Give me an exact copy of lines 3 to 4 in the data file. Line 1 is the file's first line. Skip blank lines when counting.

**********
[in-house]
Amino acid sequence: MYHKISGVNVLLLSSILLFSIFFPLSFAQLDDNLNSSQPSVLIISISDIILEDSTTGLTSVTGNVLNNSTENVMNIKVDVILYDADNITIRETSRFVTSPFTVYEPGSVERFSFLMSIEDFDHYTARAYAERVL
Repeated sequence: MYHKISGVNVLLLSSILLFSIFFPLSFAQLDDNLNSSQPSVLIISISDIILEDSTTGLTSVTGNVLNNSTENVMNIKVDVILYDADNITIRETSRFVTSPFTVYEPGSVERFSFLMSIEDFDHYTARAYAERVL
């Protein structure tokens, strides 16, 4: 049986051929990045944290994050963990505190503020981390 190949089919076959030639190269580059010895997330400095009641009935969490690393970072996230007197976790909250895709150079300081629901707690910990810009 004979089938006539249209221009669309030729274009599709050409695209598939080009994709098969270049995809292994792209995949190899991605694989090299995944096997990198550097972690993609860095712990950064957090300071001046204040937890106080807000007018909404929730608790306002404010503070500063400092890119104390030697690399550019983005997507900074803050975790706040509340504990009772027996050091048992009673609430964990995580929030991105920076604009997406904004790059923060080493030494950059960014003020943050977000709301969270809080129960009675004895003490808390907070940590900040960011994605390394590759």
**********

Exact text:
Repeated sequence: MYHKISGVNVLLLSSILLFSIFFPLSFAQLDDNLNSSQPSVLIISISDIILEDSTTGLTSVTGNVLNNSTENVMNIKVDVILYDADNITIRETSRFVTSPFTVYEPGSVERFSFLMSIEDFDHYTARAYAERVL
């Protein structure tokens, strides 16, 4: 049986051929990045944290994050963990505190503020981390 190949089919076959030639190269580059010895997330400095009641009935969490690393970072996230007197976790909250895709150079300081629901707690910990810009 004979089938006539249209221009669309030729274009599709050409695209598939080009994709098969270049995809292994792209995949190899991605694989090299995944096997990198550097972690993609860095712990950064957090300071001046204040937890106080807000007018909404929730608790306002404010503070500063400092890119104390030697690399550019983005997507900074803050975790706040509340504990009772027996050091048992009673609430964990995580929030991105920076604009997406904004790059923060080493030494950059960014003020943050977000709301969270809080129960009675004895003490808390907070940590900040960011994605390394590759």